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PPP rules, macroeconomic (In)stability and learning

  • Luis-Felipe Zanna
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    Governments in emerging economies have pursued real exchange rate targeting through Purchasing Power Parity (PPP) rules that link the nominal depreciation rate to either the deviation of the real exchange rate from its long run level or to the difference between the domestic and the foreign CPI-inflation rates. In this paper we disentangle the conditions under which these rules may lead to endogenous fluctuations due to self-fulfilling expectations in a small open economy that faces nominal rigidities. We find that besides the specification of the rule, structural parameters such as the share of traded goods (that measures the degree of openness of the economy) and the degrees of imperfect competition and price stickiness in the non-traded sector play a crucial role in the determinacy of equilibrium. To evaluate the relevance of the real (in)determinacy results we pursue a learn ability (E-stability) analysis for the aforementioned PPP rules. We show that for rules that guarantee a unique equilibrium, the fundamental solution that represents this equilibrium is learnable in the E-stability sense. Similarly we show that for PPP rules that open the possibility of sunspot equilibria, a common factor representation that describes these equilibria is also E-stable. In this sense sunspot equilibria and therefore aggregate instability are more likely to occur due to PPP rules than previously recognized.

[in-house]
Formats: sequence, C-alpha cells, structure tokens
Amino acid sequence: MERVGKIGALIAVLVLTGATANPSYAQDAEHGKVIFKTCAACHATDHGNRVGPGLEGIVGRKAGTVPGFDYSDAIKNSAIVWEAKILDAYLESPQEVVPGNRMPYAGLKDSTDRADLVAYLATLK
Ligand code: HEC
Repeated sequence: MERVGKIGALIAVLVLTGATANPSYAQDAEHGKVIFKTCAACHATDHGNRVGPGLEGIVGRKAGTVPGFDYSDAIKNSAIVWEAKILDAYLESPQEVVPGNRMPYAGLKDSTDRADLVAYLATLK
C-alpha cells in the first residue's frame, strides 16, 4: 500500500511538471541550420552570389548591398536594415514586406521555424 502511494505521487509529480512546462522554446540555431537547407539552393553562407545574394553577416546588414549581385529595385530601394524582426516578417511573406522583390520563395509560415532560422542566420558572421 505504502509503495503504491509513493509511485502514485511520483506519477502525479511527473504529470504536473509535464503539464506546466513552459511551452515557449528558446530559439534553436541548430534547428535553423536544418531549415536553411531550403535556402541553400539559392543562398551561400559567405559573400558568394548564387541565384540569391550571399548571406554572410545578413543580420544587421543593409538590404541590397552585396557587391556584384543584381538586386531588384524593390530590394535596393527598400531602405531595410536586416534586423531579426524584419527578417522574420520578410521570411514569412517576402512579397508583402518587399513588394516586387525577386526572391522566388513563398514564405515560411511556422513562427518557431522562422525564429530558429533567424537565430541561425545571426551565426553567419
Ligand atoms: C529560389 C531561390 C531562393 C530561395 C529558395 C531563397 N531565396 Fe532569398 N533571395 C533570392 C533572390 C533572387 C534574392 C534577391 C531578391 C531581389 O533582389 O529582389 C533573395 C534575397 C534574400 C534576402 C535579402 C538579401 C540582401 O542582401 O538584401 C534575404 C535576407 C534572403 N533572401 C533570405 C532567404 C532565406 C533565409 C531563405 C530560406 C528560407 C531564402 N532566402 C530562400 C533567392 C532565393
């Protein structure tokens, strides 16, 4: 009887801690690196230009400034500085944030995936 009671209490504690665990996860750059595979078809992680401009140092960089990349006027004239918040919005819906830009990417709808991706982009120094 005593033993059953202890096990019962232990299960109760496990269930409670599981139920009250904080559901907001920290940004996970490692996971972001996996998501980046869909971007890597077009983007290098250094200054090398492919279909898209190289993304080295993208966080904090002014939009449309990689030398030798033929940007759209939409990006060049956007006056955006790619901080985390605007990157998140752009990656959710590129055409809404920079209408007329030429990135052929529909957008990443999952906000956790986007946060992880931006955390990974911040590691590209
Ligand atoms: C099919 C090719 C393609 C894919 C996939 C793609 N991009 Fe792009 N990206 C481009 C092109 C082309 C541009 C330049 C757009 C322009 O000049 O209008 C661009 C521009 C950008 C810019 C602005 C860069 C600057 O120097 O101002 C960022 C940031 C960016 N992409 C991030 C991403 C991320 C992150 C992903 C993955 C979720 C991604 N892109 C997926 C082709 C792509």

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    Paper provided by Board of Governors of the Federal Reserve System (U.S.) in its series International Finance Discussion Papers with number 814.

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    Date of creation: 2004
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    Handle: RePEc:fip:fedgif:814
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    1. Clarida, R. & Gali, J. & Gertler, M., 1998. "Monetary Policy Rules and Macroeconomic Stability: Evidence and some Theory," Working Papers 98-01, C.V. Starr Center for Applied Economics, New York University.
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    3. Evans, George & Honkapohja, Seppo, 1986. "A Complete Characterization of ARMA Solutions to Linear Rational Expectations Models," Review of Economic Studies, Wiley Blackwell, vol. 53(2), pages 227-39, April.
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